A comparison of no-till winter wheat response to seed-placed and broadcast nitrogen fertilizer placement
Peer Reviewed StatusNon-Peer Reviewed
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Winter wheat (Triticum aestivum L.) can be successfully overwintered in most regions of the Canadian prairies if it is no-till sown into standing stubble immediately after harvest of the previous crop. Soil nitrogen (N) is usually deficient in this production system and N fertilization is necessary to optimize yield and maintain minimum quality standards. In the present study, the effect of seed-placed (SP) , early spring broadcast (BC), and SP+BC combinations of ammonium nitrate fertilizer (AN) on winter survival, grain yield, and protein production of winter wheat was investigated in 15 field trials conducted over a wide range of soil types and environmental conditions in Saskatchewan. Ammonium nitrate fertilizer placed in a 20 mm wide band with "Norstar" winter wheat seed produced average grain yield-N responses for 67 and 101 kg N ha-1 treatments that were only 86 and 70 % of comparable BC treatments, respectively. Average grain protein yleld-N responses for the 67 and 101 kg ha-1 SP N treatments were 86 and 73 % of comparable BC treatments, respectively. Changes in grain protein concentration due to increased rate of SP N were small. Similar grain and grain protein yield responses for 34 kg N ha-1 SP and BC treatments indicated that AN could be seed placed at low rates without reduced N-use efficiency. However, significant reductions in winter survival potential in all trials where differential winter-kill occurred suggested that even rates as low as 34 kg N ha-1 SP AN should be avoided when cultivars with marginal winter hardiness are utilized.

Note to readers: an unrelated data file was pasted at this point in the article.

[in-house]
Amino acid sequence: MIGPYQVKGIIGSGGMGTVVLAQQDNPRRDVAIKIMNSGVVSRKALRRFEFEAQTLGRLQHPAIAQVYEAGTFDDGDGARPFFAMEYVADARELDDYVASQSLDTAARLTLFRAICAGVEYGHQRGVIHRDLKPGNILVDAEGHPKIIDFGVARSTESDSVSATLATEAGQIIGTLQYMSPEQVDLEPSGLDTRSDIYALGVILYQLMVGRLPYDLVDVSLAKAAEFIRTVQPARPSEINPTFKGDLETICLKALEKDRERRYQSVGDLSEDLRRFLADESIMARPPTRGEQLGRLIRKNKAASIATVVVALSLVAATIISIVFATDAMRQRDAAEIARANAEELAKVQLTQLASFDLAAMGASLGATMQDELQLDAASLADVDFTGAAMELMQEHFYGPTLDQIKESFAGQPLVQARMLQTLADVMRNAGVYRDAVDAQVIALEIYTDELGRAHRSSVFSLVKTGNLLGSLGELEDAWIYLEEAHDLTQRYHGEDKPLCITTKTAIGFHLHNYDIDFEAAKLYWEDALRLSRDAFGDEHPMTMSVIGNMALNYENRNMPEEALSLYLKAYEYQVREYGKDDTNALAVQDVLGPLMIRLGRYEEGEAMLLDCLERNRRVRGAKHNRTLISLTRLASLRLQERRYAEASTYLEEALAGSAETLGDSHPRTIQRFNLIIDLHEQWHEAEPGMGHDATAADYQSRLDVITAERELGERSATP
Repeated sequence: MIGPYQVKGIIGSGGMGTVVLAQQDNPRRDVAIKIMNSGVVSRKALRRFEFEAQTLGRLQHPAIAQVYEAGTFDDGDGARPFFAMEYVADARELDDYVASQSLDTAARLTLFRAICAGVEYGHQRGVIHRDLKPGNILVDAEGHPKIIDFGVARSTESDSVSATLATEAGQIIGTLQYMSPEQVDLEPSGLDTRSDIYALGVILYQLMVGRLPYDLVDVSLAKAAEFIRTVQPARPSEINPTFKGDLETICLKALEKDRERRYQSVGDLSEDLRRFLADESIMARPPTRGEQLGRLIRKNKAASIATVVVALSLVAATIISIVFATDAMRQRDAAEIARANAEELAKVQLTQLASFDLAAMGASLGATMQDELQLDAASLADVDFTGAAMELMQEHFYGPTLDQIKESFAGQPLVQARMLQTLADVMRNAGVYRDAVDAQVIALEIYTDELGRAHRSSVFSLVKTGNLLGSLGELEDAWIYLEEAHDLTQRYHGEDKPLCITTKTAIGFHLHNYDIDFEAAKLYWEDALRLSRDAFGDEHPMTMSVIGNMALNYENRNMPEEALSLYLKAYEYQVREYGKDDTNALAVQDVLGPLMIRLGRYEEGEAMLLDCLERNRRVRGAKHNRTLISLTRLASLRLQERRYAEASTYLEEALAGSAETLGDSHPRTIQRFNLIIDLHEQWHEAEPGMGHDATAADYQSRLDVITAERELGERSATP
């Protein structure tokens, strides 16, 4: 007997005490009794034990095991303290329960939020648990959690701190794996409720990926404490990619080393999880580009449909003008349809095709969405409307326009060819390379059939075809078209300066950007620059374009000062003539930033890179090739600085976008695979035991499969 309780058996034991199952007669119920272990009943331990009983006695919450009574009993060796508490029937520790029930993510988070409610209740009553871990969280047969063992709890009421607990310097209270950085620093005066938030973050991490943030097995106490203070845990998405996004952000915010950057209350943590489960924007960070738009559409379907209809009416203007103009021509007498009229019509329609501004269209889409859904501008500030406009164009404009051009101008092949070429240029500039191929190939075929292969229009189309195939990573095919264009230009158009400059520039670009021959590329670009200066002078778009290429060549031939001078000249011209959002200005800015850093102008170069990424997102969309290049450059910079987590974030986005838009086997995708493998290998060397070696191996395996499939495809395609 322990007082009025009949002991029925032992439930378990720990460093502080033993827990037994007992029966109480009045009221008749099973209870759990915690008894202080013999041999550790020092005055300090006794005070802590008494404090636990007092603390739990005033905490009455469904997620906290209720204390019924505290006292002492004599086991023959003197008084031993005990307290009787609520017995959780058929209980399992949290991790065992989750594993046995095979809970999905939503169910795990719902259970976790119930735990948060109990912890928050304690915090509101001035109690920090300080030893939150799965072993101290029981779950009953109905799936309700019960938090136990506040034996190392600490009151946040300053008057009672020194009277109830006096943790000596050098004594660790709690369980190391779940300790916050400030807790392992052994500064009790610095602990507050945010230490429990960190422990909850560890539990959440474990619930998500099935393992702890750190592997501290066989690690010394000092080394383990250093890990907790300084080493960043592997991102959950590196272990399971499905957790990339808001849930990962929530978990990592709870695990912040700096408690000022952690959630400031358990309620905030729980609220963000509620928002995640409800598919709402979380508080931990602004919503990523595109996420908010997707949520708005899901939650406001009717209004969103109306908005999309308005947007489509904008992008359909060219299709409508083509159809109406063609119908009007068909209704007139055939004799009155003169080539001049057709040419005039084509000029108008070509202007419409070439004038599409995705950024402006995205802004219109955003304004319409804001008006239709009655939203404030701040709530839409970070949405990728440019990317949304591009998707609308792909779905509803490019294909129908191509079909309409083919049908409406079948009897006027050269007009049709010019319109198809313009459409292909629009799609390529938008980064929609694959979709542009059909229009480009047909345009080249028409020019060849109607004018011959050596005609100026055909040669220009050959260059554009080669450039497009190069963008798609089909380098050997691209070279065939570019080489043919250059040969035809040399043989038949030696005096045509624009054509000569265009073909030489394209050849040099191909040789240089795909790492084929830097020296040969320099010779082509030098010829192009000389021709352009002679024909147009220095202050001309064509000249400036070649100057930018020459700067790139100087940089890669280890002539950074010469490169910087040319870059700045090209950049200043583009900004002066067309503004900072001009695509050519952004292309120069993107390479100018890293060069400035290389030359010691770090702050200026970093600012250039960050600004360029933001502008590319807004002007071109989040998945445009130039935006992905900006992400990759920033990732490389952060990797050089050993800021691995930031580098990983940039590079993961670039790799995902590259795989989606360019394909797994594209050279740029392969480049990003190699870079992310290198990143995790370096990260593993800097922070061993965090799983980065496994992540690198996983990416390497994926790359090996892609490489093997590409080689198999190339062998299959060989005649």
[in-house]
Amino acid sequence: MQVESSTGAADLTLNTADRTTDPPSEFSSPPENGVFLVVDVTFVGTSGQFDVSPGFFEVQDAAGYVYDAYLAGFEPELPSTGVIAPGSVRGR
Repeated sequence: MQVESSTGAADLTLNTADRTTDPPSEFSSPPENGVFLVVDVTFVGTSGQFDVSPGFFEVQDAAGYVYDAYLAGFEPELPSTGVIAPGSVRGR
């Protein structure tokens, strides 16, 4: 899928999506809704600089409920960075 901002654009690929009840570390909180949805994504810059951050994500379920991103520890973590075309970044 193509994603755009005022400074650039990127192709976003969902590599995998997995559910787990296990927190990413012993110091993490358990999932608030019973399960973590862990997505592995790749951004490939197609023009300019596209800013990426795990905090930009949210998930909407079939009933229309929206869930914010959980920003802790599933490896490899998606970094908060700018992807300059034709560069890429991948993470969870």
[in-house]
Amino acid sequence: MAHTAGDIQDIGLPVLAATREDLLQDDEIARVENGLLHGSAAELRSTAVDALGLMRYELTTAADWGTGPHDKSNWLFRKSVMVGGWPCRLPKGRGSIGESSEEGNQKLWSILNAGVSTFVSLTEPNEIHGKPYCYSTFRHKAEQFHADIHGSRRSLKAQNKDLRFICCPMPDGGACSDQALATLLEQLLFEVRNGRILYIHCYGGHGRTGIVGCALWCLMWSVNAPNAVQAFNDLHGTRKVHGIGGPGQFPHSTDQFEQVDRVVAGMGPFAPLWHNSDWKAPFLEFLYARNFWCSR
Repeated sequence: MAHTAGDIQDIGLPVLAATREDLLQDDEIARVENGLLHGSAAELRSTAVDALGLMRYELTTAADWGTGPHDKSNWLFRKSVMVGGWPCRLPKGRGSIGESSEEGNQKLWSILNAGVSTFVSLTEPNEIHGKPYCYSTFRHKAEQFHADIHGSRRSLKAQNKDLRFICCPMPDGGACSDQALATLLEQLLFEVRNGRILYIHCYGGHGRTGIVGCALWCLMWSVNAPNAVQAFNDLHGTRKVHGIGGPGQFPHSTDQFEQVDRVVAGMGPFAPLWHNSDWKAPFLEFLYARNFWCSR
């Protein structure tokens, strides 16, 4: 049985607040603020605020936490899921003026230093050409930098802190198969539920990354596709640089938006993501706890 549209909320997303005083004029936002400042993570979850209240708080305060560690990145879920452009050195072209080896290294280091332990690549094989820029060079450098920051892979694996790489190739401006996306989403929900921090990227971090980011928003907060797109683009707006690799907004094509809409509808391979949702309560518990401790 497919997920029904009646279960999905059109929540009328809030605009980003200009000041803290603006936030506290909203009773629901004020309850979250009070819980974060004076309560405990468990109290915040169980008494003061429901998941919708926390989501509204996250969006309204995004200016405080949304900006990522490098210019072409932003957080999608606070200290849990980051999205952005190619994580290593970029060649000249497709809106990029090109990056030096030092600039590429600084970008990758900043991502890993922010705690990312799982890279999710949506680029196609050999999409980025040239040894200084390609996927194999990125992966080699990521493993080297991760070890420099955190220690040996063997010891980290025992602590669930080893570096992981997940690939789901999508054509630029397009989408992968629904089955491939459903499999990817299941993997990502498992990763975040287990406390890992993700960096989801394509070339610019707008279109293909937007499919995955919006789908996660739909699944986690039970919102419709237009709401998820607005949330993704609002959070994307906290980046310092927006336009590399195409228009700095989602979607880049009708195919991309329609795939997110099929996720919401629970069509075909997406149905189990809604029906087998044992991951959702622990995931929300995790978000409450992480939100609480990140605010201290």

Part OfSoils and Crops Workshop
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